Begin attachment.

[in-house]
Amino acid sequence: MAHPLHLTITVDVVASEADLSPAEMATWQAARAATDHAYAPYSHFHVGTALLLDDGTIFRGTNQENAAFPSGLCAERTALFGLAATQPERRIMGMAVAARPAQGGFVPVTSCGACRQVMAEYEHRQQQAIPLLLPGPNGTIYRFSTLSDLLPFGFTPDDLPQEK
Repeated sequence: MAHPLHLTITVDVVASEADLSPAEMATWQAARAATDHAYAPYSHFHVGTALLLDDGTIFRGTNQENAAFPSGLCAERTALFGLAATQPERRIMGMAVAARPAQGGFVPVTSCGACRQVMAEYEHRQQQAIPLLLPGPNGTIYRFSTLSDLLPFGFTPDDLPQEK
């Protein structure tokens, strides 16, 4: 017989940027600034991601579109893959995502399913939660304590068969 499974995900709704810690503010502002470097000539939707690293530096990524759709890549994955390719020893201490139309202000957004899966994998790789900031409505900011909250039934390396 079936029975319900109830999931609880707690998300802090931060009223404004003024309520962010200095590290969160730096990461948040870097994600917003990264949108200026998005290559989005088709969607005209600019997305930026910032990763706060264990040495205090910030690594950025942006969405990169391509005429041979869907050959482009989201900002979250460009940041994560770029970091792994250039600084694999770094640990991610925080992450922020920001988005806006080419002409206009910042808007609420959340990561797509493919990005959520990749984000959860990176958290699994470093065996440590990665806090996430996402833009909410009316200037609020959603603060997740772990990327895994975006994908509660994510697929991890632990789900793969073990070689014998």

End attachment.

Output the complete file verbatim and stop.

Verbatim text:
[in-house]
Amino acid sequence: MAHPLHLTITVDVVASEADLSPAEMATWQAARAATDHAYAPYSHFHVGTALLLDDGTIFRGTNQENAAFPSGLCAERTALFGLAATQPERRIMGMAVAARPAQGGFVPVTSCGACRQVMAEYEHRQQQAIPLLLPGPNGTIYRFSTLSDLLPFGFTPDDLPQEK
Repeated sequence: MAHPLHLTITVDVVASEADLSPAEMATWQAARAATDHAYAPYSHFHVGTALLLDDGTIFRGTNQENAAFPSGLCAERTALFGLAATQPERRIMGMAVAARPAQGGFVPVTSCGACRQVMAEYEHRQQQAIPLLLPGPNGTIYRFSTLSDLLPFGFTPDDLPQEK
């Protein structure tokens, strides 16, 4: 017989940027600034991601579109893959995502399913939660304590068969 499974995900709704810690503010502002470097000539939707690293530096990524759709890549994955390719020893201490139309202000957004899966994998790789900031409505900011909250039934390396 079936029975319900109830999931609880707690998300802090931060009223404004003024309520962010200095590290969160730096990461948040870097994600917003990264949108200026998005290559989005088709969607005209600019997305930026910032990763706060264990040495205090910030690594950025942006969405990169391509005429041979869907050959482009989201900002979250460009940041994560770029970091792994250039600084694999770094640990991610925080992450922020920001988005806006080419002409206009910042808007609420959340990561797509493919990005959520990749984000959860990176958290699994470093065996440590990665806090996430996402833009909410009316200037609020959603603060997740772990990327895994975006994908509660994510697929991890632990789900793969073990070689014998």